Guantanamo Closed? Bipartisan Pushback Increases

Despite attempts of many of both sides of the political aisle to make disposition of Guantanamo and its detainees into a Democrat-Republican battle, it has become increasingly clear that this hot-button issue is strictly bipartisan.

Chicago Tribune writer Steve Chapman, in a Townhall article, dismisses relocation to the US as being greeted with “disconcerting shrieks of panic” by Republicans. Chapman quotes Republican pollster Glen Bolger “This issue is at the intersection of good policy and good politics.”

Maybe, but de-politicizing Guantanamo will yield the best policy.

On the other end of the spectrum, President Obama’s decisions to resume military tribunals have been attacked by the ACLU and Code Pink’s Medea Benjamin. At what point, Benjamin said, sending a thinly-veiled threat to the administration, “When” do we start considering Obama a “war criminal.”

Yet attempting to twist the Gitmo question into just another politics-as-usual, polarizing argument is a bit difficult when many top Democrats have serious concerns of their own, as they should. This should not be played out as simply one more “formulaic sitcom” on the Hill when, in fact, Americans from all over the country are understandably concerned.

Democratic Senator, author, and former Secretary of the Navy James Webb (D-VA), weighed in heavily with a suggestion that the Obama administration put on the brakes. “We should close down Guantanamo at the right time,” he said. “I think what’s happened is Guantanamo has become the issue, rather than how we process these people who were detained there.”

Webb suggests something of an “if it ain’t broke, don’t fix it” approach to Guantanamo. “We spent hundreds of millions of dollars building an appropriate facility with all security precautions on Guantanamo to try these cases,” Webb said. “I do not believe they should be tried in the United States.”

Obama’s own HHS Secretary, Kathleen Sebelius, when governor of Kansas strongly supported Gitmo closure, and just as adamantly opposed having them in her state. The NIMBY argument, generated by public outrage and concern has overweighed even administration supporters who must face constituents.

Pennsylvania Democrat Jack Murtha stands virtually alone as welcoming Gitmo detainees to his district. This unpopular stance has already become an issue in his campaign against Iraqi war veteran challenger William Russell.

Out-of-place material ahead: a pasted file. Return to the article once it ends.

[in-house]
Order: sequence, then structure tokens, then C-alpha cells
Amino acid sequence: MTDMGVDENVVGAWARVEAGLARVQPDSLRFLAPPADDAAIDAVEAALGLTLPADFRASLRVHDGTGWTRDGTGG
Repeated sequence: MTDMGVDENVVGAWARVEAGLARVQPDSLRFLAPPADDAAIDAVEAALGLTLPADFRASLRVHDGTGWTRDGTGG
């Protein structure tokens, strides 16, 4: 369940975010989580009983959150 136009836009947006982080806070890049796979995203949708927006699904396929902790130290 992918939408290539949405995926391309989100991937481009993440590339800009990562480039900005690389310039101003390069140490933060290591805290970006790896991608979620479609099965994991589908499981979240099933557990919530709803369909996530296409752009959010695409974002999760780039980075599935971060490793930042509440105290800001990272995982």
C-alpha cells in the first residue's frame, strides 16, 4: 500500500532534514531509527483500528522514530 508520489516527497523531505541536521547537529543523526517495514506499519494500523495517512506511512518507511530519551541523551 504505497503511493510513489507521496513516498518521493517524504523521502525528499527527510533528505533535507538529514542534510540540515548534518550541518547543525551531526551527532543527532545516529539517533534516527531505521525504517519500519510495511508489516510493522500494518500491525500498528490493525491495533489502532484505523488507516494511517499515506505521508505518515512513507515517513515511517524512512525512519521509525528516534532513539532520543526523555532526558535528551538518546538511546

Though the media continues to cast this as a conservative-liberal issue, one quick look at House appropriations actions dispels that notion. Led by Wisconsin Democrat David Obey, the Appropriations Subcommittee pointedly removed $80 million in funding for relocation of Guantanamo detainees to the US from the administration’s requested budget. “When they have a plan we’ll consider it,” Obey said, “they can get back to us then.”

Referring specifically to the Chinese Uighers slated for possible release soon into the US, Webb said it best. In a sign of the kind of opposition that such relocation has generated, he said relocating them to Virginia wasn’t an option. “On the one hand, it can be argued they were conducting dissident activities against the government of China,” he said. “On the other, they accepted training from al Qaeda, and as a result they have taken part in terrorism.”

And that is the bottom line for consideration regardless of politics: these men are trained terrorists and need to be handled as such. It is not a matter of rhetoric from the left or the right, not a case of “fear mongering” generated by any Party, or an issue to be spun by commentators who are far more interested in who gets elected next.

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2 Responses to “Guantanamo Closed? Bipartisan Pushback Increases”

  1. G3 Says:

    What was Webb saying before the election on GITMO?

  2. online stock trading guru Says:

    There’s good info here. I did a search on the topic and found most people will agree with your blog. Keep up the good work mate!

    I’m Out! 🙂

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